First Post!

Finally, the RECLAIM CAMISSA website goes LIVE!


25 May 2013 | Caron von Zeil

After an adventurous walk about with Dr. Eliot Taylor, the Technical Coordinator of Water and Wetlands (Eastern & Southern Africa) at IUCN, his genius suggestion to quantify the water wasted and it's potential to produce power, versus what it is costing the Western Cape Department of Water Affairs (DWA) and the City of Cape Town (CoCT) to pump the equivalent water from the Overberg on a daily basis, was an eureka moment.  

Due to the elevation at which these springs issue, the energy potential is tremendous, and historically it was this water which turned the wheels of industry in Cape Town.  We still need to get a Hydro-Engineer or Hydrologist to help with the kilowatt figures,  so that we can do a comparable study. RECLAIM CAMISSA has indeed pioneered this previously, see here.

Two of the five springs in the Field of Springs are producing  5.5million litres of water per day - wasted through the tunnels under the city's streets; and we now have twenty-five springs in our database for the City Bowl. 

RECLAIM CAMISSA's Pilot Project: THE FIELD OF SPRINGS, for which we were awarded a Provincial Government Western Cape (PGWC) 110%GREEN Flagship Project on World Environment Day, last year pertains. Accordingly the benefits of the pilot project translates to:

1.    R8.5m or R16.6m per annum if one goes on (only) 4million litres/day (retaining 1.5million/day out of the 5.5million for eco-reserve in the filtration ponds) using the lowest residential water pricing tariff of R5.85 per kl or R11.42 per kl for commercial and industrial usage as published in the City's Integrated Development Plan.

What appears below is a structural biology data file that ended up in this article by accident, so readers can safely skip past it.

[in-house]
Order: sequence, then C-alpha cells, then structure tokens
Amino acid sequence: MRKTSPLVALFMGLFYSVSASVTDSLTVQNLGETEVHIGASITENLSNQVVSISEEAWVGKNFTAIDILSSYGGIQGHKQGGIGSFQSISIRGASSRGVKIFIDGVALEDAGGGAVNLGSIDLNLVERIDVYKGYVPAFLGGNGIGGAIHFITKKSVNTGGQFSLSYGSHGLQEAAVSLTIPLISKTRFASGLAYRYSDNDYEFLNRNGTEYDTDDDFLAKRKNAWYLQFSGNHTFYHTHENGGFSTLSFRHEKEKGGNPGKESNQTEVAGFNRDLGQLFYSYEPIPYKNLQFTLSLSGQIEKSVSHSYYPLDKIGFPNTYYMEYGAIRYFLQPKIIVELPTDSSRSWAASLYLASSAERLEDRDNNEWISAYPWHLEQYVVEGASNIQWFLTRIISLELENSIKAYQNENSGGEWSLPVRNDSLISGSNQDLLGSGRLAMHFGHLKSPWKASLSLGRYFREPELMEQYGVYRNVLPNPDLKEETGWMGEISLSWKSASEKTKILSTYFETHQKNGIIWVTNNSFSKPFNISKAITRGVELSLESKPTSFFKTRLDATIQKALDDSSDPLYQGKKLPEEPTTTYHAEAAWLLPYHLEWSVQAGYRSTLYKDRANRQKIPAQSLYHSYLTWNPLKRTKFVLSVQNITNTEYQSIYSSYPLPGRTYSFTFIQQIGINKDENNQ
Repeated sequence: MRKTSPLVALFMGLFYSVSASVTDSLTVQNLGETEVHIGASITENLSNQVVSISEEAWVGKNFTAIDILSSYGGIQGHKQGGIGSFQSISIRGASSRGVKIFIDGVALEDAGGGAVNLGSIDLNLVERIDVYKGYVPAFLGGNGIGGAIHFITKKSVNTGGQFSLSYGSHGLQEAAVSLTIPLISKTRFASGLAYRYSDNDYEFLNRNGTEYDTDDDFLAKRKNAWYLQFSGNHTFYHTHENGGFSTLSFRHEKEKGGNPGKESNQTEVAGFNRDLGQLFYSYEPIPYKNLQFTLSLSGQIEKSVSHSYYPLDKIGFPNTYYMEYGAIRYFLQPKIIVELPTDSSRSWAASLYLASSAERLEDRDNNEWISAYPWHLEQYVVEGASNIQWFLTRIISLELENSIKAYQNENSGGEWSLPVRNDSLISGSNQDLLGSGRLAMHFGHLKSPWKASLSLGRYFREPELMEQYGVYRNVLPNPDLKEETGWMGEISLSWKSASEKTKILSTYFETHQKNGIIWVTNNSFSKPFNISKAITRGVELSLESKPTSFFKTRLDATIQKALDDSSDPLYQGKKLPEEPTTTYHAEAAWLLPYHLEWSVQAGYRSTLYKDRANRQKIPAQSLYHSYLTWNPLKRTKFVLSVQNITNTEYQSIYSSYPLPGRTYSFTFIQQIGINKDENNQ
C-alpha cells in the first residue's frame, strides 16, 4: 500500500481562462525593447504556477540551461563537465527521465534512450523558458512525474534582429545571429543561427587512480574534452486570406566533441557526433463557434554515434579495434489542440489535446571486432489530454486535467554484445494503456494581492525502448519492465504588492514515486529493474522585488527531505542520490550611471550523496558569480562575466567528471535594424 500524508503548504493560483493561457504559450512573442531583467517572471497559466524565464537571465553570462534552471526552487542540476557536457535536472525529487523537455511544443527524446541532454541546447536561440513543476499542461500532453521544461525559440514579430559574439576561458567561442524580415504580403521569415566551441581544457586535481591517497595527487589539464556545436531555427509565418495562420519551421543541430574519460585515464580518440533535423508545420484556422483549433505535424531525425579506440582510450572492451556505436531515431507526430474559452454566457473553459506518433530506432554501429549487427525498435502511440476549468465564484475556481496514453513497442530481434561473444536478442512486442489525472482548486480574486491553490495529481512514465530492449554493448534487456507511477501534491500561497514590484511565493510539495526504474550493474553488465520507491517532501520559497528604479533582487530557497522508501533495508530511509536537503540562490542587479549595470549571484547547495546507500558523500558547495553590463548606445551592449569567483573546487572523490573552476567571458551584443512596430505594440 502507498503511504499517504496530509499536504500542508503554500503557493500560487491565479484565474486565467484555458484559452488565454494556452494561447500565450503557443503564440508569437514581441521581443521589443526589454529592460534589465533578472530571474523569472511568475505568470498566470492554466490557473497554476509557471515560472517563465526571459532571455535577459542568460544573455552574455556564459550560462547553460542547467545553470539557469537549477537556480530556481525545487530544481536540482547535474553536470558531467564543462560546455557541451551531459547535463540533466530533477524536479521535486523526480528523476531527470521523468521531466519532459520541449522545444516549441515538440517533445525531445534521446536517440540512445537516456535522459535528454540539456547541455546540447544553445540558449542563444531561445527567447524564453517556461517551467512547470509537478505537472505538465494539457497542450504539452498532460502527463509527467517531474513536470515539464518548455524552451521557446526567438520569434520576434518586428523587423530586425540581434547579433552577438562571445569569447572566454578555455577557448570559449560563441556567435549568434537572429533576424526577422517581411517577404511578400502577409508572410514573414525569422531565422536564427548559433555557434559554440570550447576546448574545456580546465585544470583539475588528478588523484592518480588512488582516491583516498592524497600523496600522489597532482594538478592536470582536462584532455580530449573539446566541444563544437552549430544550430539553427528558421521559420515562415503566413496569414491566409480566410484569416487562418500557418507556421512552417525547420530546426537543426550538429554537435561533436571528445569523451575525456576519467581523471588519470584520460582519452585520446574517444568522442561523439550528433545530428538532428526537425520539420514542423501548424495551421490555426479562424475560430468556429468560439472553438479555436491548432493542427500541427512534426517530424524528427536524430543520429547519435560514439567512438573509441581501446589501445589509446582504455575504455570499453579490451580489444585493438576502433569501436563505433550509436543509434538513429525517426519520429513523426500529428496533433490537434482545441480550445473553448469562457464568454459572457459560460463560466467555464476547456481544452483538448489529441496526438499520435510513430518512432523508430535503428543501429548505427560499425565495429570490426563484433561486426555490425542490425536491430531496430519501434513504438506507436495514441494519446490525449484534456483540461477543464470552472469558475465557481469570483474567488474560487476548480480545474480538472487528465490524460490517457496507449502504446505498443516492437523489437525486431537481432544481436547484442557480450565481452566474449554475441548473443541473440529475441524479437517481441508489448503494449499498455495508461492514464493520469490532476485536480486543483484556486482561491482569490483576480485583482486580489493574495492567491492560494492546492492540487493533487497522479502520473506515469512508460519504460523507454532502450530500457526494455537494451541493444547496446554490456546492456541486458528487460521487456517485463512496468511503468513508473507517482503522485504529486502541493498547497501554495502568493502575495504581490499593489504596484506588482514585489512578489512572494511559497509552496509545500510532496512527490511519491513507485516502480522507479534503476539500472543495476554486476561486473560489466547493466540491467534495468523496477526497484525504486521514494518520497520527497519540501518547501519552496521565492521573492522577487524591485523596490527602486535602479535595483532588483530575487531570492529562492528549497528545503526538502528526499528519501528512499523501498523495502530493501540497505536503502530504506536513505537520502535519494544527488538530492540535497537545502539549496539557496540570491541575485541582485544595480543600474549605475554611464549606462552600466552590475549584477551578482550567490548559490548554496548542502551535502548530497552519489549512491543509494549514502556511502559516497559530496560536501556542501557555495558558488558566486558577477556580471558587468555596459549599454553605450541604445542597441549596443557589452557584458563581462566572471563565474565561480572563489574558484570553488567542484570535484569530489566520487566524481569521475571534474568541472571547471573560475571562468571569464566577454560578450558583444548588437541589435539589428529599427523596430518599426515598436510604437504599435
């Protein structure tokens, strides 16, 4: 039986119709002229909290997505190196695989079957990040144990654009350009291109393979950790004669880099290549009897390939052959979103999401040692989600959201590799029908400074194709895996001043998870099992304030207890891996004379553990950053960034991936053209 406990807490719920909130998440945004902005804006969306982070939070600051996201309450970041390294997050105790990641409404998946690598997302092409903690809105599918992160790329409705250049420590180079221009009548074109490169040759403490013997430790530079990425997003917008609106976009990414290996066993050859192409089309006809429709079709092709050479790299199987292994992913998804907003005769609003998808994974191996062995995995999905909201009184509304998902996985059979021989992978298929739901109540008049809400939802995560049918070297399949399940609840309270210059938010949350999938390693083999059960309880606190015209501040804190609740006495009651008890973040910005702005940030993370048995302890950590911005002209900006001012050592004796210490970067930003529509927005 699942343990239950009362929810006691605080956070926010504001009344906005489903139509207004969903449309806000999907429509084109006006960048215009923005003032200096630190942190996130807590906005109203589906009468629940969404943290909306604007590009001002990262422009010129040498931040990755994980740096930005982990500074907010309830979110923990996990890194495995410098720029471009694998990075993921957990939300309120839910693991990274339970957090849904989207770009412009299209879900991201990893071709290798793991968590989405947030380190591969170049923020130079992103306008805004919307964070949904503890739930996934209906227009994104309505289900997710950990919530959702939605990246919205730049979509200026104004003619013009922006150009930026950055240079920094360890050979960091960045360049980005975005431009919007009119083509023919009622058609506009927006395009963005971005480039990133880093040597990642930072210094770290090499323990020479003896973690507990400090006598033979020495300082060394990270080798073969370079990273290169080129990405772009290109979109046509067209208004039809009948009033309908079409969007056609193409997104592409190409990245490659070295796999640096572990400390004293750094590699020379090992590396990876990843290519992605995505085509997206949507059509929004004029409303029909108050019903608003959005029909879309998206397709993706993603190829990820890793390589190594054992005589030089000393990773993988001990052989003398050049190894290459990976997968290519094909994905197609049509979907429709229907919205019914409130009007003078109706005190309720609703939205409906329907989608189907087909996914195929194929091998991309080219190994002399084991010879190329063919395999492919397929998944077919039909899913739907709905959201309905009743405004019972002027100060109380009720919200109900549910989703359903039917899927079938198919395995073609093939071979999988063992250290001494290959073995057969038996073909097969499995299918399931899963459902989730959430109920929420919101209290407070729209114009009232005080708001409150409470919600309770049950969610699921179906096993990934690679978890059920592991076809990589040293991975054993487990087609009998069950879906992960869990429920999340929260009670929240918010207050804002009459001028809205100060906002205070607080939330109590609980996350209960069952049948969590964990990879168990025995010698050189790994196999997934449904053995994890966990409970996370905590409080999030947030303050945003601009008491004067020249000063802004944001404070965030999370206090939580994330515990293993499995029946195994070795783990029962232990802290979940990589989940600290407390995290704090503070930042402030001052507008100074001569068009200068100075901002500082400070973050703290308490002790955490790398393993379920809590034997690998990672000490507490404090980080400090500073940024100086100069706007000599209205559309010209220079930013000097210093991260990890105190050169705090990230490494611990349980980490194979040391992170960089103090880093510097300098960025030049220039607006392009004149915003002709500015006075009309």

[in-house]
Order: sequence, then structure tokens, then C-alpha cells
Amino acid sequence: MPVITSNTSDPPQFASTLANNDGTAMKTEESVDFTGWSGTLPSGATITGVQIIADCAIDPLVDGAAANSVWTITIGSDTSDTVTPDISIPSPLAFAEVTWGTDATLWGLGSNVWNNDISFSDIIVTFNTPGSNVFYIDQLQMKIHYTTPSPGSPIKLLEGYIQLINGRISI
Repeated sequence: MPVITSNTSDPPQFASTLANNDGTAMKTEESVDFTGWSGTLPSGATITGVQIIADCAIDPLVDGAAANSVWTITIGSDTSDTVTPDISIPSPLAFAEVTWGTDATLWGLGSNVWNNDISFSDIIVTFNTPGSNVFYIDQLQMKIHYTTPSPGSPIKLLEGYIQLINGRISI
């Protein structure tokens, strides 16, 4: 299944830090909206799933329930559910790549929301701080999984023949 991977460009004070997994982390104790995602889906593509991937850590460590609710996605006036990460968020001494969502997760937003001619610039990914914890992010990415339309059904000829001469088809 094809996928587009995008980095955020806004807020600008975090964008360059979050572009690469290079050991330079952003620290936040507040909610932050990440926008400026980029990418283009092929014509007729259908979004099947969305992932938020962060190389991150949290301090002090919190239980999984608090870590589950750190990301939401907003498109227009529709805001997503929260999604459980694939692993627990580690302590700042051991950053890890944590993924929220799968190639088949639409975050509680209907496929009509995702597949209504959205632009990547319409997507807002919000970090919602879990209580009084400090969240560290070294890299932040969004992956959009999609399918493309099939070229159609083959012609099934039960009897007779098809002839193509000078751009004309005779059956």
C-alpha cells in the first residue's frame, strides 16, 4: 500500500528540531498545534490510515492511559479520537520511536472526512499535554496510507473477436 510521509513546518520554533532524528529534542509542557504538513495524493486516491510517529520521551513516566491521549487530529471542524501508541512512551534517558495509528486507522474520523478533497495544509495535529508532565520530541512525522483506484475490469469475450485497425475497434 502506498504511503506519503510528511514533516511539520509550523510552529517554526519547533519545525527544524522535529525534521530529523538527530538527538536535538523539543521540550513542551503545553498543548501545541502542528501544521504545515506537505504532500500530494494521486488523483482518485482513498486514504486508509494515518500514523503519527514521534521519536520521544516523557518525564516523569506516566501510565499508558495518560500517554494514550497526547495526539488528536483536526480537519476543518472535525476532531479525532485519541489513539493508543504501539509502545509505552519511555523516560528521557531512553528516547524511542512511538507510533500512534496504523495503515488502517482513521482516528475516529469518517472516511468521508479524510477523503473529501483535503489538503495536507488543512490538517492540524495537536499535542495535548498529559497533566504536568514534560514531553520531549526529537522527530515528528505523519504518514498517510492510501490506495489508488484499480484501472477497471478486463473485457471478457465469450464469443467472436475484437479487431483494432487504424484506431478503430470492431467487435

2.    Revenue generated by the capture and sale of this water could be utilized to develop other aspects of RECLAIM CAMISSA as subsequent self funded initiatives that would contribute towards skills upliftment and job creation; and hence contribute significantly to the showcasing of a green city and green economy.

3.    The project in capturing potable water at source for domestic and or commercial use would enable the city to embark on a project by satisfying water needs closer to source with the resultant reduction in infrastructural expansion and maintenance; and with the simultaneous reduction in disaster risk management strategies necessitated by water catchment management areas that are geographically remote from the point of consumption. This would translate into a reduced treatment and supply cost per kl compared with conventional water supply strategies.

4.    The water captured by RECLAIM CAMISSA of the two springs thus identified, out of a possible twenty-five springs (although only approximately fifteen of these would be for potable use - the balance for urban landscaping; street trees; fields; parks, etc.) equates to the free basic water supply at 20,277 homes - without impact on the water resources as this is water not currently captured. As such the project benefits the wider Cape Town community notwithstanding its geographic positioning within an affluent suburb.

Sadly, RECLAIM CAMISSA's Pilot Project: THE FIELD OF SPRINGS remains on hold, due to the ineptitude of municipal officials - find out how and why, here.


This blog was originally posted on RECLAIM CAMISSA. To read the original blog, click here.